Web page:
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Tony: You understand insurance, but you are a technology person, and your clients would be insurance people. How do you bring the two disciplines together?
Tavio: That is a complex question. There are a couple of things to consider. I mentioned earlier that no two insurers are the same. So, the first phase of it, would be to try and understand and remember that any insurer, any business in the insurance industry that is looking to upgrade, migrate, move across to a new technology platform, is doing so because they are experiencing pain of some or other sort. That is the first phase. What are the pain points? What are you trying to solve? What are the burning issues in your business that bring about this discussion and bring about this need or want to move across to a new platform? The business would know what those are because that is what brings them to the discussion.
Whether it is at a board level saying we are not getting sufficient reporting, or at a regulatory and operational level, where we are not getting concise and accurate reporting daily or frequently. All these can be a reason for guys to be moving across to another platform or investigating if another platform could work.
Once you have isolated that, you break the business down in a very methodical way, into the various areas that cut across all insurers. Those are the areas that you spoke of. One area will be financial for sure.
Another area, which you must understand as a technology provider, is the nature and sophistication of the underwriting questions, and how do those change the rating factors for your pricing of the premium? How can you do that in a more efficient and more dynamic way?
Fulfillment is also an area which all insurers must grapple with, as a regulatory requirement, which you must deal with.
Claims management. Here the questions can be, how do you receive a claim, how do you deal with a claim once you received it, how do you account for it?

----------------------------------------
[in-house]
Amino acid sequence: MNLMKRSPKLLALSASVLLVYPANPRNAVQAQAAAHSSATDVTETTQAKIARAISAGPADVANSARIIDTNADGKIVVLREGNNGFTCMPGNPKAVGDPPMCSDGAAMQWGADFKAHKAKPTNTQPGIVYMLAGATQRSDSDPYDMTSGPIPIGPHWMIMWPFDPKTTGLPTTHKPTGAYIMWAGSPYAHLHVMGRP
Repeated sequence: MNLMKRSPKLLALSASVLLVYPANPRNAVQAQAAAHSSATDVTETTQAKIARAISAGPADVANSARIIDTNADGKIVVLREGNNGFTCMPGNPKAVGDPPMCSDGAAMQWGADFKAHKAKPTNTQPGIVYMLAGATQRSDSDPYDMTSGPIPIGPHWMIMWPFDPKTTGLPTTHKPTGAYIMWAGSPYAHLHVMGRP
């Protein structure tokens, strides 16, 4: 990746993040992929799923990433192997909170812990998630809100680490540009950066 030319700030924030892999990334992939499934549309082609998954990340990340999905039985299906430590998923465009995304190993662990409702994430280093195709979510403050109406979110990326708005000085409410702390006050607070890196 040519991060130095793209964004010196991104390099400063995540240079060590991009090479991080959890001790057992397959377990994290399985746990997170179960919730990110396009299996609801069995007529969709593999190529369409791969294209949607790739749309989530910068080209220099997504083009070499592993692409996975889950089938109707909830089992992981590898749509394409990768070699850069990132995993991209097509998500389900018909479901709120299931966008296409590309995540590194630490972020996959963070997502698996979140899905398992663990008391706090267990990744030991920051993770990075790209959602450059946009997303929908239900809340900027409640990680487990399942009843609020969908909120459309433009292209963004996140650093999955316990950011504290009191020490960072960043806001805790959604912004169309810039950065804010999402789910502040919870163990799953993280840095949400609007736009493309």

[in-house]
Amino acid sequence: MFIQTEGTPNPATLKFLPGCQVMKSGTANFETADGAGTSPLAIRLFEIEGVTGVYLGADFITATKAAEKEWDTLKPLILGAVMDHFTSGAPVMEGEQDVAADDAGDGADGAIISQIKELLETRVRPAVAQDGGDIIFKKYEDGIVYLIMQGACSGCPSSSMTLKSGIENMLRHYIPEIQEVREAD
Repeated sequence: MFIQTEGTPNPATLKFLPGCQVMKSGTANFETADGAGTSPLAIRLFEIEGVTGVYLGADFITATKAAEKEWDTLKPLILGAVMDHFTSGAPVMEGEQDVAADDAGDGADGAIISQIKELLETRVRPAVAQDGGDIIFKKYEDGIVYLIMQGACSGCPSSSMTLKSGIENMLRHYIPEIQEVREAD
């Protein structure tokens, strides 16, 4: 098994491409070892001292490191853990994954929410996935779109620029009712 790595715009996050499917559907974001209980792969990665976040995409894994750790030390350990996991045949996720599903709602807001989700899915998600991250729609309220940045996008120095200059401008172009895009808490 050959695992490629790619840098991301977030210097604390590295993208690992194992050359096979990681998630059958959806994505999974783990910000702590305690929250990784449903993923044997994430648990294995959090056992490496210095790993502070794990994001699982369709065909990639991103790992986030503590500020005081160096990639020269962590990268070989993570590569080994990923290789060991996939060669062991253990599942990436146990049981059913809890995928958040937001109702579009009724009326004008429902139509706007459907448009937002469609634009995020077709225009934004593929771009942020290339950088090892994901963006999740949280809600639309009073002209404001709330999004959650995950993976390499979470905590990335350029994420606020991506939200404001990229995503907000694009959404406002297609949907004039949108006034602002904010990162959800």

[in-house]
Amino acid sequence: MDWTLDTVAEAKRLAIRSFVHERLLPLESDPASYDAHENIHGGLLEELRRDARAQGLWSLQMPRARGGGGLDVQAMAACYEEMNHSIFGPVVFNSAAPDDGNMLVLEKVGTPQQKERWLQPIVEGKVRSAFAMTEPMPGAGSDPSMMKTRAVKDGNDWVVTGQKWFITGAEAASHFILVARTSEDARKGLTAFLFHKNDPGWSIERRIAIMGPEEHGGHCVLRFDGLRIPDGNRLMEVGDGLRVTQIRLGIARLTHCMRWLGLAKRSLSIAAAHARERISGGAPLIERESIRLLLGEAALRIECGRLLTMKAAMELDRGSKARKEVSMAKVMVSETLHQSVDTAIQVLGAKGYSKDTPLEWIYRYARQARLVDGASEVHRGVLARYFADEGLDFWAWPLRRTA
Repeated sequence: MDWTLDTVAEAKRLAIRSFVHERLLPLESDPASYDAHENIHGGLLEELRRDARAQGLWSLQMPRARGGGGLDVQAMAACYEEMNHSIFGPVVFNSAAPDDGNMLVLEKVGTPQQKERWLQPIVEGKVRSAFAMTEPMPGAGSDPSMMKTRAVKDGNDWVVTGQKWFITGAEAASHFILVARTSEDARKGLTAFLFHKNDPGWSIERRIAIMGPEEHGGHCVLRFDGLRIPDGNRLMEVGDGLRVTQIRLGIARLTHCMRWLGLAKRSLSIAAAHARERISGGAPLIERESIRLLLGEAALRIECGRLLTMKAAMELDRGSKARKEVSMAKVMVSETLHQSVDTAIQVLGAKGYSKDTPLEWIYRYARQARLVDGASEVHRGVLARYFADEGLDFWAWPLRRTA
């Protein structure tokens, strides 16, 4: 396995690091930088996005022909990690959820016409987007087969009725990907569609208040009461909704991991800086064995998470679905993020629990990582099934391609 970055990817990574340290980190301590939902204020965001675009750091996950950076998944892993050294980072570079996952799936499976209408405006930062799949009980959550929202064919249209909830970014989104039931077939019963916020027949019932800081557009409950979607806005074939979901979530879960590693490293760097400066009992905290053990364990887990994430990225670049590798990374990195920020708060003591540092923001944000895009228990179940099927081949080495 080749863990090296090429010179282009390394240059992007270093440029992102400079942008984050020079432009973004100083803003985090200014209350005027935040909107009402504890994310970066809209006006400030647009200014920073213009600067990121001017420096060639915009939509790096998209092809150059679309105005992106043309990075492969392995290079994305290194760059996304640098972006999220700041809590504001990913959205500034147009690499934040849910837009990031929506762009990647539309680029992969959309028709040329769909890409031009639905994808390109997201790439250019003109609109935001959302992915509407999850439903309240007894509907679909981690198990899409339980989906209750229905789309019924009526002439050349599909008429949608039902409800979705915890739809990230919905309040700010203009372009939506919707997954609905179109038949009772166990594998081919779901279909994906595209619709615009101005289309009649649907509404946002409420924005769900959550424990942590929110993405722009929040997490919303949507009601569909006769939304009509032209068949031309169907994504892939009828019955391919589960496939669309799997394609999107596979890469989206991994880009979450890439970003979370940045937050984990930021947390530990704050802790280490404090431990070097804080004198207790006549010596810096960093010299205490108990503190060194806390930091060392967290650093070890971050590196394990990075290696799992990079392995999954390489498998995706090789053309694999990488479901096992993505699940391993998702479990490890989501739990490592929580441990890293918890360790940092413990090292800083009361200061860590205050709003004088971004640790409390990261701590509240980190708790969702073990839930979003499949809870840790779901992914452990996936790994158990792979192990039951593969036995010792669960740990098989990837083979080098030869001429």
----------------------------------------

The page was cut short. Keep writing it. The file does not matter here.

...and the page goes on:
You can almost map out this current process that might be used in the insurer, and then simultaneously map out an optimal process so you can see gaps and friction points immediately.
A very easy one to identify is where you can insert an API for two technologies to talk to each other, to consume information between each other, where it is currently not happening that way because there is a human in between, extracting out of one system, transforming, modifying, manipulating, and then putting it into another system for its consumption. Whenever you have that, you can eliminate it. You can take a five-day work packet and reduce it to an instant. These are a few of the efficiencies and reasons why some of the guys are doing it, and why they want to move across.
Tony: In conclusion on this one and in preparation for the next few episodes, which of these fundamentals do you find are mostly raised by guys when they say what their pain points are?
Tavio: Typically, there are a few hard areas in an insurer’s world that makes it difficult to run a good shop, which you can, to some extent, solve by bringing heavy lifting technology to the party. One of the side advantages of running a good shop where the hard stuff is sorted, is that employees realise it is a good shop, and they are proud to be associated with it. So are customers, policyholders and brokers.
It is important to run a proper setup, and it is difficult to do that at scale with eyeballs and not leveraging or leaning on technology to do that.